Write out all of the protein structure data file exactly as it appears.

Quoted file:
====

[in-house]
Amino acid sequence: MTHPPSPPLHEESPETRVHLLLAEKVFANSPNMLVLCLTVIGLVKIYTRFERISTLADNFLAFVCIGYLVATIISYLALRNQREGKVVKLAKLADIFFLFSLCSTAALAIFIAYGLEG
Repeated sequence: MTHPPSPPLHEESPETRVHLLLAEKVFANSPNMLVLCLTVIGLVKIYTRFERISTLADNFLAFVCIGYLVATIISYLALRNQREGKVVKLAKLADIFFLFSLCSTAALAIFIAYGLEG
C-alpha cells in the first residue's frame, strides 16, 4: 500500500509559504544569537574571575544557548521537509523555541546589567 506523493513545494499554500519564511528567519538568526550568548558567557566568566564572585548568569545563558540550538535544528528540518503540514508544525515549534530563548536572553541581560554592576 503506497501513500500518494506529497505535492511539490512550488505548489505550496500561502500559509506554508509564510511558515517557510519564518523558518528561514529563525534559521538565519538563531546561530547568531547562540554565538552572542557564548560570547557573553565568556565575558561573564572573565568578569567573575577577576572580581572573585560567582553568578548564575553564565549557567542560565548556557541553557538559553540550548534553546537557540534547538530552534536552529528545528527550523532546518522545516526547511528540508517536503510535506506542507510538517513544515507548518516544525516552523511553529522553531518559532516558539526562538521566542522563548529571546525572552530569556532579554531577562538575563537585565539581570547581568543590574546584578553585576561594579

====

[in-house]
Amino acid sequence: MTHPPSPPLHEESPETRVHLLLAEKVFANSPNMLVLCLTVIGLVKIYTRFERISTLADNFLAFVCIGYLVATIISYLALRNQREGKVVKLAKLADIFFLFSLCSTAALAIFIAYGLEG
Repeated sequence: MTHPPSPPLHEESPETRVHLLLAEKVFANSPNMLVLCLTVIGLVKIYTRFERISTLADNFLAFVCIGYLVATIISYLALRNQREGKVVKLAKLADIFFLFSLCSTAALAIFIAYGLEG
C-alpha cells in the first residue's frame, strides 16, 4: 500500500509559504544569537574571575544557548521537509523555541546589567 506523493513545494499554500519564511528567519538568526550568548558567557566568566564572585548568569545563558540550538535544528528540518503540514508544525515549534530563548536572553541581560554592576 503506497501513500500518494506529497505535492511539490512550488505548489505550496500561502500559509506554508509564510511558515517557510519564518523558518528561514529563525534559521538565519538563531546561530547568531547562540554565538552572542557564548560570547557573553565568556565575558561573564572573565568578569567573575577577576572580581572573585560567582553568578548564575553564565549557567542560565548556557541553557538559553540550548534553546537557540534547538530552534536552529528545528527550523532546518522545516526547511528540508517536503510535506506542507510538517513544515507548518516544525516552523511553529522553531518559532516558539526562538521566542522563548529571546525572552530569556532579554531577562538575563537585565539581570547581568543590574546584578553585576561594579